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Web Directions South 2011, Sydney, October 14th.

Presentation slides

Session description

WCAG2 is a long series of documents. Gian Wild knows this better than most: she spent six years on the W3C WCAG Working Group writing them. It’s a lot to ask that every developer and project manager read the complete guidelines, including informative content. However there are some very useful — and sometimes hidden — techniques in WCAG2. And some are even at Level AAA. Join Gian to find out what these are.

About Gian Wild

Photo of Gian WildGian has worked in the accessibility industry since 1998 and consulted on the development of the first Level AAA accessible web site in Australia (Disability Information Victoria). She has worked with the Disability Services arm of the Victorian Government for over thirteen years to keep the four iterations of the Disability Services site (Disability Information Victoria, Disability Services, Disability Online and DiVine), Level AAA accessible. She ran the accessibility consultancy PurpleTop from 2000 to 2005 and built the accessibility tool, PurpleCop. Follow Gian on Twitter: @accessibilityoz" ["post_title"]=> string(51) "Gian Wild - WCAG2 accessibility: the hidden nuggets" ["post_excerpt"]=> string(299) "

Photo of Gian WildThere are some very useful — and sometimes hidden — techniques in WCAG2. And some are even at Level AAA. Join Gian to find out what these are.

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Web Directions South 2011, Sydney, October 14th.

Session description

HTML5 Video has been a hot topic for the last couple of years — but with new additions to the specification, we can now extend it beyond all recognition. In this session we’ll look at basic timed data, closed captioning and more — and as we adventure into more sophisticated uses of the technology, we’ll explore what additional value timed data can provide to your video, with attention paid to how you can implement it today. The key focuses of this session will be accessibility, searchable media, and enriching existing multimedia experiences with timed data, all with a liberal application of flashy eye-candy. And of course we’re using the freshly minted Timed Text Track specification, soon appearing in a browser near you!

About Christopher Giffard

Photo of Christopher GiffardChristopher Giffard is a full stack web developer at the Department of Education, Employment, and Workplace Relations in Canberra. He’s somewhat new to the government, having a career background as a web guy in graphic design and advertising agencies — but hopes to bring a slice of that mad, informal world to the Australian public service. He gets a kick out of solving problems everybody else avoids, has a soft spot for architecture and design, is particularly interested in electronic music, and the algorithmic generation thereof. His current secret project involves natural language processing… and sarcasm detection. Follow Christopher on Twitter: @cgiffard" ["post_title"]=> string(65) "Christopher Giffard - HTML5 Video, Captioning, and Timed Metadata" ["post_excerpt"]=> string(470) "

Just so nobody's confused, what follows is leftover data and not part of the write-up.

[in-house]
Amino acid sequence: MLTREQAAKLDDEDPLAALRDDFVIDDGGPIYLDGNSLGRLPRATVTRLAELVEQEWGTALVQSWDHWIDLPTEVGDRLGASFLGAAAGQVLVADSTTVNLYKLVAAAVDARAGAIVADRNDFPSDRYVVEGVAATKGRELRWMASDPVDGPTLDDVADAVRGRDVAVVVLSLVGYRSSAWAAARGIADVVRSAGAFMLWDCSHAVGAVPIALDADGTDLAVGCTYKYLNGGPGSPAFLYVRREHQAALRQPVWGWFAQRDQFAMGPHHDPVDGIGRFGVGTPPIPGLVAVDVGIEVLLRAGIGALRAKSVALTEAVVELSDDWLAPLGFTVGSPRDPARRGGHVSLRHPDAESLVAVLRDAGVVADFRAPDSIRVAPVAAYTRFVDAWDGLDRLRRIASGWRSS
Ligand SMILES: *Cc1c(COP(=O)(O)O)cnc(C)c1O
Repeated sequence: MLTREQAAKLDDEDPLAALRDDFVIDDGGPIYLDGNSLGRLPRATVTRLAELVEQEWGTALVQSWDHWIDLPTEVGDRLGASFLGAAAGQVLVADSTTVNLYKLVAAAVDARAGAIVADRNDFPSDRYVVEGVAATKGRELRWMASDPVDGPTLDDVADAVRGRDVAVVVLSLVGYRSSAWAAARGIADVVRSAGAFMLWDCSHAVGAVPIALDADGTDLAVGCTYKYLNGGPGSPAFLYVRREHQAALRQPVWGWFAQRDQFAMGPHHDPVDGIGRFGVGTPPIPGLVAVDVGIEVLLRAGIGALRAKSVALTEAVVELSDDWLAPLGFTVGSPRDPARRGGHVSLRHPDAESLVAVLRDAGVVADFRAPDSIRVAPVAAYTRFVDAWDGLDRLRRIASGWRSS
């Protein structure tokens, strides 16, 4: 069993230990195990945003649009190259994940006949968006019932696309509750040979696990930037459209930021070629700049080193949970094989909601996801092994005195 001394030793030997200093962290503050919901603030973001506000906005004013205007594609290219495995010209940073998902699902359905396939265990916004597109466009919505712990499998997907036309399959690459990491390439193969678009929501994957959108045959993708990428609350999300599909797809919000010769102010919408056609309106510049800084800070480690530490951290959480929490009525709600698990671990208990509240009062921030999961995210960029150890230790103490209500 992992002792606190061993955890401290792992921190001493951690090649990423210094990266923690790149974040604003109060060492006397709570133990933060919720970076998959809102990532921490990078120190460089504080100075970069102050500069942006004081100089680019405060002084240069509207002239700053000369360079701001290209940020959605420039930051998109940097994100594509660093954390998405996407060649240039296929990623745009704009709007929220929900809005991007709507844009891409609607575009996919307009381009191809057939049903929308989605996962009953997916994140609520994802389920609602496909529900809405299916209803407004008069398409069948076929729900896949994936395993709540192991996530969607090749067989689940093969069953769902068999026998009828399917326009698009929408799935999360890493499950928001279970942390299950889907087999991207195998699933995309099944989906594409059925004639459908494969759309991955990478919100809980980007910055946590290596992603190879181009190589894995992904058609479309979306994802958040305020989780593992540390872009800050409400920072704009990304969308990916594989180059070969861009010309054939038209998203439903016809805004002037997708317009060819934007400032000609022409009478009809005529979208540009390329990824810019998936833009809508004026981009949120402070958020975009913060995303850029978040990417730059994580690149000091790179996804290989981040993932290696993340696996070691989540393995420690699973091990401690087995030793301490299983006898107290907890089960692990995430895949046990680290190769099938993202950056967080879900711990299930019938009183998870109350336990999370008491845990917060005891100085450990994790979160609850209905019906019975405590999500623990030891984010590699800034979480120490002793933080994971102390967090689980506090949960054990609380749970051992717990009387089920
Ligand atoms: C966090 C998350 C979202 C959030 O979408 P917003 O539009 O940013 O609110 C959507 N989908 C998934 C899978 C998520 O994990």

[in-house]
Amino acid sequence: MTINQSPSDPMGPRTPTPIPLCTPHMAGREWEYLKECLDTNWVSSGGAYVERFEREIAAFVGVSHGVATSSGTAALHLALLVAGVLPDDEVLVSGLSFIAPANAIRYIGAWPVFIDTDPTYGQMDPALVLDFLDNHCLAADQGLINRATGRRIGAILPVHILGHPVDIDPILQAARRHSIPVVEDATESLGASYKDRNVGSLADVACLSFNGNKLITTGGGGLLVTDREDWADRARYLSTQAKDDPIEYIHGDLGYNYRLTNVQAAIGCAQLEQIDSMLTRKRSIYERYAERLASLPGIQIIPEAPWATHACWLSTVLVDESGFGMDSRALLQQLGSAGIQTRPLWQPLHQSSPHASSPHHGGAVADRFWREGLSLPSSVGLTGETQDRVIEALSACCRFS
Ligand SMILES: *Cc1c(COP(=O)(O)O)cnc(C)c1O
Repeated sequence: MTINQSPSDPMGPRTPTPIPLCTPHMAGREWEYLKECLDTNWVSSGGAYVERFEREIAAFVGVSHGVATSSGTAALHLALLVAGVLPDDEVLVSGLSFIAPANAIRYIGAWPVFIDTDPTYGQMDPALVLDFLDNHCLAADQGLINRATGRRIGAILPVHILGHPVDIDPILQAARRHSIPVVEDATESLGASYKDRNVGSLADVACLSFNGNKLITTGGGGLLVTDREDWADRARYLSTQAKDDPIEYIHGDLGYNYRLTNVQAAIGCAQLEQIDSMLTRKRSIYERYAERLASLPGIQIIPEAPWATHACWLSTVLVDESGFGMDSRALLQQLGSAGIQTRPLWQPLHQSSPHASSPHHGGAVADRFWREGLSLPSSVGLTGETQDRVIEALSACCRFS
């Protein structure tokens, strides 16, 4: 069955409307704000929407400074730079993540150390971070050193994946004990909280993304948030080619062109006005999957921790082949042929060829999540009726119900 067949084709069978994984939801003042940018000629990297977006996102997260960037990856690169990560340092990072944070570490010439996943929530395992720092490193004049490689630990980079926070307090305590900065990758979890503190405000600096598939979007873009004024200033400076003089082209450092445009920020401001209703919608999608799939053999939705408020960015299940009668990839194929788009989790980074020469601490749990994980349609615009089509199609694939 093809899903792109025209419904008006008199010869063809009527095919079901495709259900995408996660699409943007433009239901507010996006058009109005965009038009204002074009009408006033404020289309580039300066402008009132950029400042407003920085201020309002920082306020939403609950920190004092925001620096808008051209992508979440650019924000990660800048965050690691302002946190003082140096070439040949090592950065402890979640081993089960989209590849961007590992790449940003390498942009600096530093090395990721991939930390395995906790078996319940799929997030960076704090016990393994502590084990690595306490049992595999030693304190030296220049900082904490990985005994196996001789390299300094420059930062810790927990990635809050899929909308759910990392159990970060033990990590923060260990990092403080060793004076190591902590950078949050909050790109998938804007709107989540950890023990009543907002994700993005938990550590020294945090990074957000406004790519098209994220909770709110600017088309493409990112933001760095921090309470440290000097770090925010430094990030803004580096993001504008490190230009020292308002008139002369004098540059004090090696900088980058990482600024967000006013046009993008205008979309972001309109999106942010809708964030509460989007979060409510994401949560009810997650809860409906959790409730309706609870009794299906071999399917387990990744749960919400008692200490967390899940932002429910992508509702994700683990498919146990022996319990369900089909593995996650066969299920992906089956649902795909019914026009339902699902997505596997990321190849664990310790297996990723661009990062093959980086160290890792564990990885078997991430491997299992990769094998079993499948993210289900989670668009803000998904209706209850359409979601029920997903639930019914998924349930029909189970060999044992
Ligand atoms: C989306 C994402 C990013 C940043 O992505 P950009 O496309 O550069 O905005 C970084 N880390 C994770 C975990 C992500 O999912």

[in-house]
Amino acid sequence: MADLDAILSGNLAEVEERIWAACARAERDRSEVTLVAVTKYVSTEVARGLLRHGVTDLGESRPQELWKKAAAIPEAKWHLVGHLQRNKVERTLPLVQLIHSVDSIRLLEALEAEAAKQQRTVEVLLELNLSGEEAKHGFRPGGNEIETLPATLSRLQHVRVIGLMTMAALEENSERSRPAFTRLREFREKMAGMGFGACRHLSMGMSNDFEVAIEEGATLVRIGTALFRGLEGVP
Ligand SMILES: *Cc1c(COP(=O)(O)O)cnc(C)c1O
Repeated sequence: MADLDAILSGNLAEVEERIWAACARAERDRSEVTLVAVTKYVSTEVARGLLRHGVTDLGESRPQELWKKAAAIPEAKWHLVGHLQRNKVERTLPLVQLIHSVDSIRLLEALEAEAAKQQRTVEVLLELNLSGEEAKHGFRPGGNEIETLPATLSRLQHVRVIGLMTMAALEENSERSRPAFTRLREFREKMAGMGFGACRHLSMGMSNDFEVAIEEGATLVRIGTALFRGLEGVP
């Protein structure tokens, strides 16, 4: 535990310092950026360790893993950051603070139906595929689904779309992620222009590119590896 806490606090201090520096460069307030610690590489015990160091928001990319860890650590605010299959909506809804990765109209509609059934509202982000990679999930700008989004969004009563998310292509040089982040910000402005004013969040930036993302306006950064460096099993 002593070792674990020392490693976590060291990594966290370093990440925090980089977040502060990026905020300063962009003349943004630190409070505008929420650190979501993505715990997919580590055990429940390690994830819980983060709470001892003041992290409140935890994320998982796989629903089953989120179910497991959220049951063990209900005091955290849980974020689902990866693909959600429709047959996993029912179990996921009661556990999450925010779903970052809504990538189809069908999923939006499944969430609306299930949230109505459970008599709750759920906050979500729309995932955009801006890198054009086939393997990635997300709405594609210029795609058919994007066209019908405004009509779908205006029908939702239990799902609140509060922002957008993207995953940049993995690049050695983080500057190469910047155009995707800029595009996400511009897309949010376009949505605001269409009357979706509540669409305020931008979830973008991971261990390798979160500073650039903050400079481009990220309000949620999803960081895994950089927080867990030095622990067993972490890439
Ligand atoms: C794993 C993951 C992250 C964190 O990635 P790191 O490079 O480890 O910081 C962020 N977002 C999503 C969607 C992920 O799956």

Photo of Christopher GiffardThe key focuses of this session will be accessibility, searchable media, and enriching existing multimedia experiences with timed data, all with a liberal application of flashy eye-candy. And of course we’re using the freshly minted Timed Text Track specification, soon appearing in a browser near you!

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Web Directions South 2011, Sydney, October 14th.

Presentation slides

Session description

The application of web accessibility guidelines in a holistic manner across all roles of a web team continues to encounter resistance. This is often due to a lack of resources and knowledge, or no sense of relevancy in certain web roles. While there is solid support of the guidelines by accessibility activists and many front-end developers, a large percentage of other web practitioners in non-technical roles do not know how to integrate accessible design practices into their daily work, despite wanting to. By re-categorising accessibility guidelines into role-based groupings, such as visual design, content writing and information architecture, guidelines become more accessible to inexperienced web practitioners across a broad range of web roles. The application of accessibility guidelines then becomes more integrated and holistic, thereby reducing project timelines and costs while increasing the overall accessibility of a site from initial design stages. This method enables practitioners to apply skills specific to their role to a narrow range of accessibility guidelines particular to their area of expertise. For example, the visual designer would create a design and evaluate colour contrast before submitting the design to the development team. Likewise, an interaction designer would consult with the Javascript specialist to ensure the menu design satisfies relevant accessibility guidelines.